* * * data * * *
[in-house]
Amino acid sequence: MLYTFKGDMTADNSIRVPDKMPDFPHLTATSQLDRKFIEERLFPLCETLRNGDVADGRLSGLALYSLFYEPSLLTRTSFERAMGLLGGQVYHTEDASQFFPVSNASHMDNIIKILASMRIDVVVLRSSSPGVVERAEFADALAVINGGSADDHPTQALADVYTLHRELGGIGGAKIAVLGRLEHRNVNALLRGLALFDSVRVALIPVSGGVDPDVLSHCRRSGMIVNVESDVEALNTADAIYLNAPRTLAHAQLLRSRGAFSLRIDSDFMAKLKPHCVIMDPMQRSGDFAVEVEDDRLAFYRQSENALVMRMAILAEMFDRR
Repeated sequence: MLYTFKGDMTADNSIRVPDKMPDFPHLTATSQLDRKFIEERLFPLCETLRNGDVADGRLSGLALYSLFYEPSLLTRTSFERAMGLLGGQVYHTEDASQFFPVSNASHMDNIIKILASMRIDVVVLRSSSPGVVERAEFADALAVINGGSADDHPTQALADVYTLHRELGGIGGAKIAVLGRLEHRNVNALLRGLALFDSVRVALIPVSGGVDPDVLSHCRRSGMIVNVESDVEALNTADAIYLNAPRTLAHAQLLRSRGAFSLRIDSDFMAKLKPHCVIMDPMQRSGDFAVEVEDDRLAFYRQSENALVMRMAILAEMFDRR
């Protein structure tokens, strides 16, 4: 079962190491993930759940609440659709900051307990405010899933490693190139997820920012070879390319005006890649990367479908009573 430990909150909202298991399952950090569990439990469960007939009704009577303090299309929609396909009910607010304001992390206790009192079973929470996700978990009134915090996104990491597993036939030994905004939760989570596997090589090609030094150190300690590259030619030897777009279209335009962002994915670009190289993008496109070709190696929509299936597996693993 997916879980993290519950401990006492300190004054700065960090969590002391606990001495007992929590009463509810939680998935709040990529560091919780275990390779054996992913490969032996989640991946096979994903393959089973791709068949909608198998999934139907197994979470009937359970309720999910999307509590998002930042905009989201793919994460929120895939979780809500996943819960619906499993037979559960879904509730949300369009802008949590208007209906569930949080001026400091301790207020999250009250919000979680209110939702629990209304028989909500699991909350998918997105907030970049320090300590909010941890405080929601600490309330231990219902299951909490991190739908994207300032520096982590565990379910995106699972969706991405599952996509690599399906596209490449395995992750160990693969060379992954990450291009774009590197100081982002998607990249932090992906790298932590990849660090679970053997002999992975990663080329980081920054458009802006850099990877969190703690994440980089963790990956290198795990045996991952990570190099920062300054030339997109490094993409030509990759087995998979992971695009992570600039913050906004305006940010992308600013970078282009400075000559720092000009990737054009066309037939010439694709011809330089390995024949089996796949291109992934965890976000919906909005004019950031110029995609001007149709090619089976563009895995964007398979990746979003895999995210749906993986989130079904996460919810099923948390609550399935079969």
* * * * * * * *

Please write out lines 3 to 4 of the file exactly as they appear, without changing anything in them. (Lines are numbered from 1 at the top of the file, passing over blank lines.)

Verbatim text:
Repeated sequence: MLYTFKGDMTADNSIRVPDKMPDFPHLTATSQLDRKFIEERLFPLCETLRNGDVADGRLSGLALYSLFYEPSLLTRTSFERAMGLLGGQVYHTEDASQFFPVSNASHMDNIIKILASMRIDVVVLRSSSPGVVERAEFADALAVINGGSADDHPTQALADVYTLHRELGGIGGAKIAVLGRLEHRNVNALLRGLALFDSVRVALIPVSGGVDPDVLSHCRRSGMIVNVESDVEALNTADAIYLNAPRTLAHAQLLRSRGAFSLRIDSDFMAKLKPHCVIMDPMQRSGDFAVEVEDDRLAFYRQSENALVMRMAILAEMFDRR
């Protein structure tokens, strides 16, 4: 079962190491993930759940609440659709900051307990405010899933490693190139997820920012070879390319005006890649990367479908009573 430990909150909202298991399952950090569990439990469960007939009704009577303090299309929609396909009910607010304001992390206790009192079973929470996700978990009134915090996104990491597993036939030994905004939760989570596997090589090609030094150190300690590259030619030897777009279209335009962002994915670009190289993008496109070709190696929509299936597996693993 997916879980993290519950401990006492300190004054700065960090969590002391606990001495007992929590009463509810939680998935709040990529560091919780275990390779054996992913490969032996989640991946096979994903393959089973791709068949909608198998999934139907197994979470009937359970309720999910999307509590998002930042905009989201793919994460929120895939979780809500996943819960619906499993037979559960879904509730949300369009802008949590208007209906569930949080001026400091301790207020999250009250919000979680209110939702629990209304028989909500699991909350998918997105907030970049320090300590909010941890405080929601600490309330231990219902299951909490991190739908994207300032520096982590565990379910995106699972969706991405599952996509690599399906596209490449395995992750160990693969060379992954990450291009774009590197100081982002998607990249932090992906790298932590990849660090679970053997002999992975990663080329980081920054458009802006850099990877969190703690994440980089963790990956290198795990045996991952990570190099920062300054030339997109490094993409030509990759087995998979992971695009992570600039913050906004305006940010992308600013970078282009400075000559720092000009990737054009066309037939010439694709011809330089390995024949089996796949291109992934965890976000919906909005004019950031110029995609001007149709090619089976563009895995964007398979990746979003895999995210749906993986989130079904996460919810099923948390609550399935079969």